Here's my pick of some classic victories from the early 'noughties', highlighting great athletes who wrote their names indelibly in Duathlon's growing and glowing history
Athlete in focus: Edwige Pitel (FRA) Female elite winner
The 2003 worlds were being billed as the hardest ever with the course zig-zagging its way up and down the Mountainous valley sides stretching their way out of the idyllic Swiss town of Affoltern. The womens’ race in particular was being billed as a clash of the bikers and with the likes of France’s Edwige Pitel, Switzerland’s Karin Thurig and Britain’s Vicki Pincombe all close as they headed out onto the bike leg there began a series of vicious attacks and counter attacks in the pouring rain which had rendered the course a virtual skidpan. Pitel and Thurig, having distanced Pincombe both tried in turn to drop each other but to no avail. Exiting T2 Pitel appeared to deliberately ease slightly and allow Thurig to surge in an attempt to drop her. No sooner had she done this than Thurig began to suffer a number of painful cramps over the final run as Pitel kicked away to victory before later admitting that she had seen Thurig cramping towards the end of the bike leg and it was then that she had hatched her plan. Interestingly both have now forged careers in pro cycling. Thurig has been double world time trial champion and Pitel remains one of the world’s oldest professionals at the age of 42.
2) European Championships 2004.
Athlete in focus: Jurgen Dereere (BEL) Male elite winner.
Those who watched the European championships around the ever twisting and meandering dock side will remember the Mens’ winner Jurgen Dereere of Belgium as the king of the surge. Coming off the draft legal bike leg which had made its way up and down the seafront stretching out to
things were still
predictably close. Dereere set about using the twisty and narrow quay-side run
to his advantage by repeatedly surging out of the corners and turn points and
visibly easing back to recover having done so.
It was a tactic that Mumbles
Tim Don and the Netheland’s Armand Van Der Smissen couldn’t quite live with.
Were it not for his countryman, the late Benny Vansteelant, Dereere might have added many more illustrious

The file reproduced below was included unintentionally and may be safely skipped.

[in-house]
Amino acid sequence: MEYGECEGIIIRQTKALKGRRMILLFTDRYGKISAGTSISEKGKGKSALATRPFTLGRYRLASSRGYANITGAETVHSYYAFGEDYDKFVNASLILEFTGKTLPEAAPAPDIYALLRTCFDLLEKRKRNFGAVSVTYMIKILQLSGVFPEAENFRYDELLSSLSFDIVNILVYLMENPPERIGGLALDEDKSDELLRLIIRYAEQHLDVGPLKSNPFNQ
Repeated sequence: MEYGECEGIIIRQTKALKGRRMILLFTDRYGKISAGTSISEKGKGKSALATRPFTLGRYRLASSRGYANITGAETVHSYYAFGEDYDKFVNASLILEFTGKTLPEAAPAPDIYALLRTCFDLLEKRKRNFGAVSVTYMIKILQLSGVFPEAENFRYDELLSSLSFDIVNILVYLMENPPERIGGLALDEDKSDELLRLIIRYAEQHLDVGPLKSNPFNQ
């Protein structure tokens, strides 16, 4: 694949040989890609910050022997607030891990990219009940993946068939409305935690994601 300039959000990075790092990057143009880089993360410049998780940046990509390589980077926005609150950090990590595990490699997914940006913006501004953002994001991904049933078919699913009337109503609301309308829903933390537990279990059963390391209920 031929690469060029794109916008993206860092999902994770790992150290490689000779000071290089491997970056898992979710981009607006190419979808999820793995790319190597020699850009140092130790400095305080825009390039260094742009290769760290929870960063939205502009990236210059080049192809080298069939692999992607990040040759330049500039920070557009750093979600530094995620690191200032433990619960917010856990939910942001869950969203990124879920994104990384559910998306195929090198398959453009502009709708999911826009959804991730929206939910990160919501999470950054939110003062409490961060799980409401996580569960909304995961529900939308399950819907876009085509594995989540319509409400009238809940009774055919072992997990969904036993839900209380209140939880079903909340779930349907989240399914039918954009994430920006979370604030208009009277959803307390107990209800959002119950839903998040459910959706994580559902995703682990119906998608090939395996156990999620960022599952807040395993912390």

titles to his name and so it was on the cobbled quayside of Swansea that in Vansteelant’s absence Dereere
used his relentless surging to take his place Duathlon’s history books.
3) World Long Course Championships 2005.
Athlete in focus: Benny Vansteelant (BEL) Male elite winner.
The 2005 World long course championships will be remembered as the day when Benny Vansteelant confirmed his undeniable status as the greatest Duathlete of all time. His performance on the day resembled more closely a ritual humiliation of the competition and his tactics simply confirmed what many had thought for some time –he only had one: Go harder than anyone else for the entire race. By the end of the first run he was alone and out onto the 80k bike leg he simply continued to ride away from the chasing pack to build a 10 minute lead going into the final run. Such was his regal superiority that he spent much of the first half of the final 11k run waving to the crowd and hand-slapping as he cruised along before turning on the afterburners to finish still 5 minutes ahead of Marcel Zamora of Spain in 2nd place. Benny’s death following a road traffic accident in 2007 robbed the sport of not just its greatest ever champion with 9 world titles to his name but of a likable character with a smile that transcended sport.
4) Powerman World Cup 2001. Venray,
Athlete in focus: Benny Vansteelant (BEL) Male elite winner.